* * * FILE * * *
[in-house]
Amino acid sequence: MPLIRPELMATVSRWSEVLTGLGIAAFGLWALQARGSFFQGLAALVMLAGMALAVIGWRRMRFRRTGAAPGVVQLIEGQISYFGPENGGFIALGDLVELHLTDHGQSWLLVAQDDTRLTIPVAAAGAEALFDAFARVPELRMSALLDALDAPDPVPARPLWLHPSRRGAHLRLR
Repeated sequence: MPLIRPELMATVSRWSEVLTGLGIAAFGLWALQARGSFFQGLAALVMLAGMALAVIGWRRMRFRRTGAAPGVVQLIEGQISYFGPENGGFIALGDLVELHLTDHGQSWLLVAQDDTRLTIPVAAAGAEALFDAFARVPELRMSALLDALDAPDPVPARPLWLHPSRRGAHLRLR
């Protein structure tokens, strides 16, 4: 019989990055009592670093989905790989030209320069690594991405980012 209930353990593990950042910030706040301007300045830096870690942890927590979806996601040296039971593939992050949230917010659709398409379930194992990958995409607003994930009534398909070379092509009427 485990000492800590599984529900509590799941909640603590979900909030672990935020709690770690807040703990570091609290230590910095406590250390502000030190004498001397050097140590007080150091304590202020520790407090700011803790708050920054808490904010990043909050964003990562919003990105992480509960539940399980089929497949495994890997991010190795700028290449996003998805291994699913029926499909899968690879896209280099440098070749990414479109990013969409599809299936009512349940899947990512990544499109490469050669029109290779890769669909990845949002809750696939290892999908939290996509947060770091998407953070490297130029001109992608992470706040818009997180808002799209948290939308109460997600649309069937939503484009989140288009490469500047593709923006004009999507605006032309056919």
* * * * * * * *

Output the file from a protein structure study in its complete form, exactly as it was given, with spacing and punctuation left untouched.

[in-house]
Amino acid sequence: MPLIRPELMATVSRWSEVLTGLGIAAFGLWALQARGSFFQGLAALVMLAGMALAVIGWRRMRFRRTGAAPGVVQLIEGQISYFGPENGGFIALGDLVELHLTDHGQSWLLVAQDDTRLTIPVAAAGAEALFDAFARVPELRMSALLDALDAPDPVPARPLWLHPSRRGAHLRLR
Repeated sequence: MPLIRPELMATVSRWSEVLTGLGIAAFGLWALQARGSFFQGLAALVMLAGMALAVIGWRRMRFRRTGAAPGVVQLIEGQISYFGPENGGFIALGDLVELHLTDHGQSWLLVAQDDTRLTIPVAAAGAEALFDAFARVPELRMSALLDALDAPDPVPARPLWLHPSRRGAHLRLR
């Protein structure tokens, strides 16, 4: 019989990055009592670093989905790989030209320069690594991405980012 209930353990593990950042910030706040301007300045830096870690942890927590979806996601040296039971593939992050949230917010659709398409379930194992990958995409607003994930009534398909070379092509009427 485990000492800590599984529900509590799941909640603590979900909030672990935020709690770690807040703990570091609290230590910095406590250390502000030190004498001397050097140590007080150091304590202020520790407090700011803790708050920054808490904010990043909050964003990562919003990105992480509960539940399980089929497949495994890997991010190795700028290449996003998805291994699913029926499909899968690879896209280099440098070749990414479109990013969409599809299936009512349940899947990512990544499109490469050669029109290779890769669909990845949002809750696939290892999908939290996509947060770091998407953070490297130029001109992608992470706040818009997180808002799209948290939308109460997600649309069937939503484009989140288009490469500047593709923006004009999507605006032309056919």